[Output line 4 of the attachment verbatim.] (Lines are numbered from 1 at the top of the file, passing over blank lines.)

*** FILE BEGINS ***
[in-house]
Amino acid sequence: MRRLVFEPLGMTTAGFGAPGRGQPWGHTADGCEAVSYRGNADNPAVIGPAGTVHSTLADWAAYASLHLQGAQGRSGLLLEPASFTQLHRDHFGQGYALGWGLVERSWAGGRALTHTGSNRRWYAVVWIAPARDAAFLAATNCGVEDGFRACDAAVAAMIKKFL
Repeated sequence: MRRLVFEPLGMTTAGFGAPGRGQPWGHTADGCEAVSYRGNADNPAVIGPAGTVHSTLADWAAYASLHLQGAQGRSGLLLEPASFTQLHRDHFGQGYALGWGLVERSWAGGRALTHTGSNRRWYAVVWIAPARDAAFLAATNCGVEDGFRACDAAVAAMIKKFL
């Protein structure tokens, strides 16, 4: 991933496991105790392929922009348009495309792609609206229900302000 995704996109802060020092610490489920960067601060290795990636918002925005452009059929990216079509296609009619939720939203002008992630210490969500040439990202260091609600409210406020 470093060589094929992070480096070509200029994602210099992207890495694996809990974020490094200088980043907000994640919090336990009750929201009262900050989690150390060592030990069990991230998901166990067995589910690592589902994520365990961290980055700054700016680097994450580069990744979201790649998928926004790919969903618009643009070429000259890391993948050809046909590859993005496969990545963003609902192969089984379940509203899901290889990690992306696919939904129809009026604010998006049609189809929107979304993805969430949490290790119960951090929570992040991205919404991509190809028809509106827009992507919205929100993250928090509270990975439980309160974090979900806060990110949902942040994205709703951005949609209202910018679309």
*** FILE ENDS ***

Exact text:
């Protein structure tokens, strides 16, 4: 991933496991105790392929922009348009495309792609609206229900302000 995704996109802060020092610490489920960067601060290795990636918002925005452009059929990216079509296609009619939720939203002008992630210490969500040439990202260091609600409210406020 470093060589094929992070480096070509200029994602210099992207890495694996809990974020490094200088980043907000994640919090336990009750929201009262900050989690150390060592030990069990991230998901166990067995589910690592589902994520365990961290980055700054700016680097994450580069990744979201790649998928926004790919969903618009643009070429000259890391993948050809046909590859993005496969990545963003609902192969089984379940509203899901290889990690992306696919939904129809009026604010998006049609189809929107979304993805969430949490290790119960951090929570992040991205919404991509190809028809509106827009992507919205929100993250928090509270990975439980309160974090979900806060990110949902942040994205709703951005949609209202910018679309």